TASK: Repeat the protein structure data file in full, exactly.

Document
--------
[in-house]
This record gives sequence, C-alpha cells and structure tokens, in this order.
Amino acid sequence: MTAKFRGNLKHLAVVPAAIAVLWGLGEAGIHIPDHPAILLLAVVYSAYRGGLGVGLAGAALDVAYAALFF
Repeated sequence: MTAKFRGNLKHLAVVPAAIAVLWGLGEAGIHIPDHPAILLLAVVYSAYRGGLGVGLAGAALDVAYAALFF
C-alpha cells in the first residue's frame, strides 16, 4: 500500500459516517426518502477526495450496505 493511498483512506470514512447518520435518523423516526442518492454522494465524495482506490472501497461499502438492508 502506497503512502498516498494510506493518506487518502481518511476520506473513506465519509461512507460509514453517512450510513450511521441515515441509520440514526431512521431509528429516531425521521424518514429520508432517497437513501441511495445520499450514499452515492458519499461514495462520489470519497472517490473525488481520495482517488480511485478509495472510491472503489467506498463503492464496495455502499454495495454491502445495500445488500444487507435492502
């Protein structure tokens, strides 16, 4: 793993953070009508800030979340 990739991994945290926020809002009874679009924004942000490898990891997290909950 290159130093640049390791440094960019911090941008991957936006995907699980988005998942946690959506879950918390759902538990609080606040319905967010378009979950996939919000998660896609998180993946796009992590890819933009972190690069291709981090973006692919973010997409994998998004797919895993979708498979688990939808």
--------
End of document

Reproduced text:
[in-house]
This record gives sequence, C-alpha cells and structure tokens, in this order.
Amino acid sequence: MTAKFRGNLKHLAVVPAAIAVLWGLGEAGIHIPDHPAILLLAVVYSAYRGGLGVGLAGAALDVAYAALFF
Repeated sequence: MTAKFRGNLKHLAVVPAAIAVLWGLGEAGIHIPDHPAILLLAVVYSAYRGGLGVGLAGAALDVAYAALFF
C-alpha cells in the first residue's frame, strides 16, 4: 500500500459516517426518502477526495450496505 493511498483512506470514512447518520435518523423516526442518492454522494465524495482506490472501497461499502438492508 502506497503512502498516498494510506493518506487518502481518511476520506473513506465519509461512507460509514453517512450510513450511521441515515441509520440514526431512521431509528429516531425521521424518514429520508432517497437513501441511495445520499450514499452515492458519499461514495462520489470519497472517490473525488481520495482517488480511485478509495472510491472503489467506498463503492464496495455502499454495495454491502445495500445488500444487507435492502
């Protein structure tokens, strides 16, 4: 793993953070009508800030979340 990739991994945290926020809002009874679009924004942000490898990891997290909950 290159130093640049390791440094960019911090941008991957936006995907699980988005998942946690959506879950918390759902538990609080606040319905967010378009979950996939919000998660896609998180993946796009992590890819933009972190690069291709981090973006692919973010997409994998998004797919895993979708498979688990939808």